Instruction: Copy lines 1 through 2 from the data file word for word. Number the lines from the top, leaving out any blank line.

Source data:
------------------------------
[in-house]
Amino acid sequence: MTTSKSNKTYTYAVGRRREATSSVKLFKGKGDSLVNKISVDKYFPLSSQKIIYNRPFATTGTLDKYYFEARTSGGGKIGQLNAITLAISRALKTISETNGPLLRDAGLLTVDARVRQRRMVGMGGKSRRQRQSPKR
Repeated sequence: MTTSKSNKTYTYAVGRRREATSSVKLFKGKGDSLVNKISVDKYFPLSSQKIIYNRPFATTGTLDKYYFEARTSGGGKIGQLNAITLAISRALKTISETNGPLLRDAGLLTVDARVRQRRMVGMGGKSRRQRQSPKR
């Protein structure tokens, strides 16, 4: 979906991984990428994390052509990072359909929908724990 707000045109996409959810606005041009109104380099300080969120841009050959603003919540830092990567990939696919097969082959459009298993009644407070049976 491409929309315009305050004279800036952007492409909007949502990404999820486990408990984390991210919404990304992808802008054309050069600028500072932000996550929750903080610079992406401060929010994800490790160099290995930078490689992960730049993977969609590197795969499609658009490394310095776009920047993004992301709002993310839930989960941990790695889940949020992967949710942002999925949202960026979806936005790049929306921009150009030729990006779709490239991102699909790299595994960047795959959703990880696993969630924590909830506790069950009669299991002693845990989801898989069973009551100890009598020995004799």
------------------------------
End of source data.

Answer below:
[in-house]
Amino acid sequence: MTTSKSNKTYTYAVGRRREATSSVKLFKGKGDSLVNKISVDKYFPLSSQKIIYNRPFATTGTLDKYYFEARTSGGGKIGQLNAITLAISRALKTISETNGPLLRDAGLLTVDARVRQRRMVGMGGKSRRQRQSPKR